Cookiecutter specimen, LA County Museum collection, How does the Cookiecutter Shark manage to remove such neat plugs of flesh from its prey? The oral anatomy of this little shark is at once bizarre and gruesomely efficient. The Cookiecutter has unique suctorial lips that glom onto and help create a good seal against the body surface of its prey. Suction is created primarily by the large, highly mobile basihyal (‘tongue’), which elevates in the shark’s throat much like the compactor of a municipal garbage truck. Thus firmly secured, the Cookiecutter bites: its broad, greatly enlarged lower teeth make the initial incision as its spike-like upper teeth function like a many-pronged fork to grasp onto the prey securely. Each lower tooth is shaped like the nib of an old-fashioned pen (the sort that users dip into inkwells before writing) and has a base that interlocks with adjacent teeth. Collectively, the lower teeth of the Cookiecutter form a ‘bandsaw’ like arrangement with a continuous cutting edge. Through a combination of oscillatory jaw movements and violent bodily twisting, the Cookiecutter Shark removes a conical plug of flesh from its victim.

Like other sharks, the Cookiecutter replaces its teeth continually. But what makes the Cookiecutter Shark unusual is that it apparently replaces each lower tooth band as a single unit. This ensures that the Cookiecutter always has a sharp set of lower dentition available. Perhaps even more remarkable, shed lower tooth bands are often swallowed — possibly as a way of recycling calcium and phosphates in the nutrient-poor deep-sea environment it inhabits.

A parasite may be defined as a predator that eats its prey in units of less than one. In our biased view of living things, we may abhor parasitism as a lowly way to earn a living and shudder at the gruesome possibility that a school of Cookiecutter Sharks could easily remove numerous plugs of our flesh. But there can be little debate that parasitism is a highly successful mode of life and that the little, glowing Cookiecutter Shark is among its most remarkably efficient practitioners.

Large Animals Known to Have Been Parasitized By Cookiecutter Sharks

There is a sort of morbid fascination about just how many different kinds of large creature have been parasitized by the Cookiecutter Shark (Isistius brasiliensis). Below is a conservative list, trolled from the scientific literature as well as my own observations at sea. Undoubtedly the Cookiecutter has parasitized many more species than listed here. If the full tally of this little shark’s victims were available, I wouldn’t be surprised if virtually every animal species inhabiting tropical open oceans has — at one time or another — been bitten by the opportunistic Cookiecutter Shark.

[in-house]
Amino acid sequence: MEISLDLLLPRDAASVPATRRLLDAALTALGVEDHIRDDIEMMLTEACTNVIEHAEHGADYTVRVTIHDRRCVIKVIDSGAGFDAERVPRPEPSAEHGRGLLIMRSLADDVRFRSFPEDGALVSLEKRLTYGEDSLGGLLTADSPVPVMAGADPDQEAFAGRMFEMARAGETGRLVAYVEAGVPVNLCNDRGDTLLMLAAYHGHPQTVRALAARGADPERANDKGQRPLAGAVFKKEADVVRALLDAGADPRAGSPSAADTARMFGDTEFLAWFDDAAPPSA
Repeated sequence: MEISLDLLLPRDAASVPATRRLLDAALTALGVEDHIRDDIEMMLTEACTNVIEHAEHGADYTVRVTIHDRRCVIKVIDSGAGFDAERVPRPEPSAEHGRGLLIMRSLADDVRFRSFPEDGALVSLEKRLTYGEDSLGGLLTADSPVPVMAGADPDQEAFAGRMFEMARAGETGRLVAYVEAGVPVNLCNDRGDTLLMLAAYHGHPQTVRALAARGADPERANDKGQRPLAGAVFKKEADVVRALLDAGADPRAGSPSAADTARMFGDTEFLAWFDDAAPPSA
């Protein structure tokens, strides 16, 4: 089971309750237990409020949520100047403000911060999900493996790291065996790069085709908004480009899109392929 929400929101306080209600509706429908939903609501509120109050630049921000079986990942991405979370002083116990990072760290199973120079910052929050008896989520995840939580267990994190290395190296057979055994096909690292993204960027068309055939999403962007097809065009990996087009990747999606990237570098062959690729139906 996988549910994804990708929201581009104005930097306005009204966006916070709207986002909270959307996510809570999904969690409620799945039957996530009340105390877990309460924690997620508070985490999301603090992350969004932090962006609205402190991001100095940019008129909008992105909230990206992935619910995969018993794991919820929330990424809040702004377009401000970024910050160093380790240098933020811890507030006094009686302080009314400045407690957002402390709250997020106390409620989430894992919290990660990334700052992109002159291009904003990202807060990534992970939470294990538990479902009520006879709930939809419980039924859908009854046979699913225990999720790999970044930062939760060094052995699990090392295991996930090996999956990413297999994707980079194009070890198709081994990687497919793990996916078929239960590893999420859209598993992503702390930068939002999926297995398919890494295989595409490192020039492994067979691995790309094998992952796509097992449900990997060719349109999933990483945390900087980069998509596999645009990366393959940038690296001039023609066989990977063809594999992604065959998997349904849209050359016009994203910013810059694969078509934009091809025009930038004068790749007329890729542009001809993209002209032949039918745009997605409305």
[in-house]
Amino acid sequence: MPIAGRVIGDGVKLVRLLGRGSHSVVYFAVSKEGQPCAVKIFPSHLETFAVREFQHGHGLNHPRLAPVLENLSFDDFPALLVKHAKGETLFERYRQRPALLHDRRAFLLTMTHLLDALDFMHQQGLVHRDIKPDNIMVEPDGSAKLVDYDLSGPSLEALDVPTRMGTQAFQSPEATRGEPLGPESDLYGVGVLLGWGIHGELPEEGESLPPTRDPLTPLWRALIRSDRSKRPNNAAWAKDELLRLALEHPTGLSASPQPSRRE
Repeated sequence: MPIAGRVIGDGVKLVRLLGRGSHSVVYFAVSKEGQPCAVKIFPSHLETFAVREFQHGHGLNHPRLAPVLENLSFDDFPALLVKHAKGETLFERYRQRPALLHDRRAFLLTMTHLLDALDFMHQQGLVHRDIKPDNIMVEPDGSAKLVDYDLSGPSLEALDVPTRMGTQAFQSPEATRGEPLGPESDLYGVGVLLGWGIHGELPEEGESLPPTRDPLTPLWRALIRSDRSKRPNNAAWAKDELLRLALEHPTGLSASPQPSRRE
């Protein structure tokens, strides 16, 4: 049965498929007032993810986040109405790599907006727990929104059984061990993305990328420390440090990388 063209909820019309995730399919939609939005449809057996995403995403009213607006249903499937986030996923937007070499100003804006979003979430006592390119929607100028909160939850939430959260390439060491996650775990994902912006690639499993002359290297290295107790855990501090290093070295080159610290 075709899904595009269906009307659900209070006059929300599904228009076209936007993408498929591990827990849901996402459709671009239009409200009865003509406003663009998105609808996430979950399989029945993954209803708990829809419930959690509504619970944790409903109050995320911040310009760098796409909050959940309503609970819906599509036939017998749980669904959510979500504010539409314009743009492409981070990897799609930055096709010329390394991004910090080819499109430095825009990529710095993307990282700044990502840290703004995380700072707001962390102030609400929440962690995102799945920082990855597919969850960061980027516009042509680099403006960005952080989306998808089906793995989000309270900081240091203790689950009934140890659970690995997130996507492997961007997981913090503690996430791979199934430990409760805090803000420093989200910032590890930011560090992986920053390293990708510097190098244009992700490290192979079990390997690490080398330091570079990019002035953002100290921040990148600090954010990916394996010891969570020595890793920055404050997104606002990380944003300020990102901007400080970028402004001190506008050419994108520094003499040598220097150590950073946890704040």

Neon Flying Squid (Ommastrephes bartrami)


Escobar (Lepidocybium flavobrunneum)

Opah (Lampris regius)

Pacific Pomfret (Brama japonica)

Giant Trevally (Caranx ignobilis)

Amberjack (Seriola dumerilli)

Rainbow Runner (Elegatis bipinnaulata)

Dolphinfish (Coryphaena hippurus)

Wahoo (Acanthocybium solanderi)

Skipjack Tuna (Katsuwonus pelamis)

Yellowfin Tuna (Thunnus albacares)

Albacore (Thunnus alalunga)

Kawakawa (Euthynnus affinis)

Blue Marlin (Makaira nigricans)

Striped marlin (Tetrapterus audax)

Sailfish (Istiophorus platypterus)

Swordfish (Xiphias gladius)


Goblin Shark (Mitsukurina owstoni)

Megamouth Shark (Megachasma pelagios)

Blue Shark (Prionace glauca)


Dugong (Dugong dugon)


Northern Elephant Seal (Mirounga angustrirostris)

Southern Elephant Seal (Mirounga leonina)

Hawaiian Monk Seal (Monachus schauinslandi)

Leopard Seal (Hydrurga leptonyx)

Guadeloupe Fur Seal (Arctocephalus townsendi)

New Zealand Fur Seal (Arctocephalus forsteri)


Humpback Whale (Megaptera novaeangliae)

Sei Whale (Balaenoptera borealis)

Bryde’s Whale (Balaenoptera edeni)

Blue Whale (Balaenoptera musculus)

Fin Whale (Balaenoptera physalus)

Gervais’ Beaked Whale (Mesoplodon europaeus)

Arnoux’s Beaked Whale (Berardius arnuxii)

Cuvier’s Beaked Whale (Ziphius cavirostris)

Sperm Whale (Physeter macrocephalus)

Harbor Porpoise (Phocoena phocoena)

Spotted Dolphin (Stenella attenuata)

Spinner Dolphin (Stenella longirostris)

Clymene Dolphin (Stenella clymene)

Rough-Toothed Dolphin (Steno bredanensis)

Bottlenose Dolphin (Tursiops truncatus)

Short-Finned Pilot Whale (Globicephala macrorhynchus)

Melon-Headed Whale (Peponocephala electra)


Human (Homo sapiens)


Cookiecutter Shark Bibliography
More about dogfish bite mechanisms


ReefQuest Centre for Shark Research
Text and illustrations © R. Aidan Martin